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Speaker: Mr. Krispn Given

Date: 25 Feb 2024

Time: 7:30 PM (EDT) (Eastern Daylight Time – Cincinnati Time)

Topic: " "Breeding for Increased Resistance to Varroa Destructor".

Fees: Free

Where: Online through Zoom (Click on the "TO REGISTER" link at the top of the page).  You will receive an email the day of the event (or before that). If you did not receive an email, please check your spam folder.


Krispn Given is the Apiculture Specialist in the Department of Entomology at Purdue University. He started keeping bees at the age of nine working with his father who introduced him to the world of honey bees, he purchased his fist car selling comb honey. Today he is recognized as one of the leading international authorities in the fields of instrumental insemination and honey bee breeding. Given started breeding bees 29 years ago conducting research with 100-300 colonies looking for solutions to improve honey bee health with the use of selective breeding paradigms. He maintains the honey bee breeding program at Purdue University, teaching annual queen rearing short courses in addition to managing the honey bee laboratory’s extension and student research activities. He teaches instrumental insemination classes each year attracting researchers and bee breeders worldwide wanting to learn the specialized technique. His current research is focused on identifying, selecting and enhancing honey bee stock that express increased levels of behavioral resistance to the varroa mite. Krispn was instrumental in pioneering work developing the “Indiana Mite-biter” (in collaboration with honey bee geneticist Greg Hunt) honey bee

strain, where they demonstrated bees that groom themselves free of mites also bite more mites when groomed off the adult bees. It is a heritable trait that is beneficial to beekeepers, resulting in less winter mortality. The primary mechanism of defense is the ability to groom themselves free of varroa mites and bite them. He was also involved in several research projects the last twenty years at Purdue, he is an author and co-author of numerous publications, books, including scientific and trade journal articles. His work led him to help design innovative instrumental insemination devises made in America. He has received numerous awards and honors for his work. In 2023 he received the prestigious Rodger A. Moorse Outstanding Teaching Extension Regulatory Award, which was established by the Eastern Apicultural Society of North America to recognize excellence in teaching and research. He is a past president of the Heartland Honey Bee Breeders Cooperative.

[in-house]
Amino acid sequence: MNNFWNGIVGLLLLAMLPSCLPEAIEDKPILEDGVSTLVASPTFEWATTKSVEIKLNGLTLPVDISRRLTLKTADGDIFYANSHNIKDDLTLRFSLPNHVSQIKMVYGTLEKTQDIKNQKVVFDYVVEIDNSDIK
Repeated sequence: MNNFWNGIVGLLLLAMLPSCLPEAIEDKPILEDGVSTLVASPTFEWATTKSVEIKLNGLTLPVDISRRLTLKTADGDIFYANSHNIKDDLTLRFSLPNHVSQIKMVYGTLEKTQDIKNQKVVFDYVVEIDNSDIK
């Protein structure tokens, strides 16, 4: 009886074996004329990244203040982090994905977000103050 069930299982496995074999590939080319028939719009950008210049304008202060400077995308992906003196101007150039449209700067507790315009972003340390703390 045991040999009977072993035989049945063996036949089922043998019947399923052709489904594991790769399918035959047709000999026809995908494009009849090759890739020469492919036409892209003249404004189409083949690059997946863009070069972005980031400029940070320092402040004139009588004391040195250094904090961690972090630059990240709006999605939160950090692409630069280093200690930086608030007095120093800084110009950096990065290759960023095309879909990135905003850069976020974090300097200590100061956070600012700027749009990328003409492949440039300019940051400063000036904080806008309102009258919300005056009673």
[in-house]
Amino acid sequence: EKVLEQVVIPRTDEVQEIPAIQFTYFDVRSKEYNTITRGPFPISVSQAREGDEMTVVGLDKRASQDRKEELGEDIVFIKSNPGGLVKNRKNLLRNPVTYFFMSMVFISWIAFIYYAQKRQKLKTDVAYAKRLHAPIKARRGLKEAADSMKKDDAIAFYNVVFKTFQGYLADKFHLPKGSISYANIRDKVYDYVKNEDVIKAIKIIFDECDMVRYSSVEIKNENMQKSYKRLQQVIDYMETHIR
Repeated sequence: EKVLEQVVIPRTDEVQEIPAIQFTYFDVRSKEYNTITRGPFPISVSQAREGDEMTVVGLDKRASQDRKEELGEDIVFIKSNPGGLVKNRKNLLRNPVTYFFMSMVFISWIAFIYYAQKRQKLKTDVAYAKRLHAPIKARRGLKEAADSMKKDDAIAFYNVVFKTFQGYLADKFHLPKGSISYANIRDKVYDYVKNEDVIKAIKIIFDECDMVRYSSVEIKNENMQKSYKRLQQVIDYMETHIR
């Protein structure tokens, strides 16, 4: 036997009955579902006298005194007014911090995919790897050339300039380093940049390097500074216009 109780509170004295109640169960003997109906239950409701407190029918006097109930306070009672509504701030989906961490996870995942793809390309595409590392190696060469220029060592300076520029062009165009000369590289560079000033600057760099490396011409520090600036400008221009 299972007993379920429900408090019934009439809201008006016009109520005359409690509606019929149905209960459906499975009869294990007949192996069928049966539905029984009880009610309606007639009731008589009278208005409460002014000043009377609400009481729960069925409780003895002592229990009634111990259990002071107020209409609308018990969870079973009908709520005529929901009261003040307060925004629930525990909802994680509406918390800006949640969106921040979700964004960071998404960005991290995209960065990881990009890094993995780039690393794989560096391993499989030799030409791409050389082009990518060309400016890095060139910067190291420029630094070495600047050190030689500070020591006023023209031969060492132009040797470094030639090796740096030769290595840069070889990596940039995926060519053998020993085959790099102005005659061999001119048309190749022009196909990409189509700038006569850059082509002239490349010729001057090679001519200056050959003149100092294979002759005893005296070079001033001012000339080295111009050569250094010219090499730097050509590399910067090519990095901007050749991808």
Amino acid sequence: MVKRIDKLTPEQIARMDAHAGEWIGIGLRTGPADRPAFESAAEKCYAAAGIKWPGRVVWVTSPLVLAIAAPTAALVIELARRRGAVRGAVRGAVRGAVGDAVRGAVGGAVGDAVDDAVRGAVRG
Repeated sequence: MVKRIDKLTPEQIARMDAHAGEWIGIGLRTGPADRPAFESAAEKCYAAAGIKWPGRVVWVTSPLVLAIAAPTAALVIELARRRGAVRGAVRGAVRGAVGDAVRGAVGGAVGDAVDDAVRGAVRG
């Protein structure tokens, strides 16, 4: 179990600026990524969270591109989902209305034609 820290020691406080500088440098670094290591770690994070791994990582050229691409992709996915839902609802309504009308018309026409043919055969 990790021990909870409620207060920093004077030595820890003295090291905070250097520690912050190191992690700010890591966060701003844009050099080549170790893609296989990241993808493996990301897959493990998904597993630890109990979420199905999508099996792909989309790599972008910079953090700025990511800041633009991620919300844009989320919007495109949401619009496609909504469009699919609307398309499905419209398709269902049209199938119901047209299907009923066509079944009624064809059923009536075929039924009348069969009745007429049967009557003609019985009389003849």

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Talk title:


"Breeding for Increased Resistance to Varroa Destructor"


In this lecture, I will present an overview of our ongoing breeding program now in its 25th year at Purdue University for increased behavioral resistance to the varroa mite, and how the Indiana Mite-biter strain was developed. The technique of instrumental insemination will also be discussed along the way. Controlled mating is essential in any honey bee breeding paradigm. Grooming behavior is an important trait like VSH that helps reduce the impact of varroa. We have recently identified one of about six genes Nerexin-1 that is responsible for grooming behavior in honey bees, bees that groom themselves free of parasitic mites also chew more mites resulting in healthier colonies due to reduced mite populations going into winter. Mite-biting is hierarchal, meaning we look at this one trait. Then secondarily we prefer to select colonies that are healthy and not just chewing the mites but controlling the mite population.


Mr. Krispn Given

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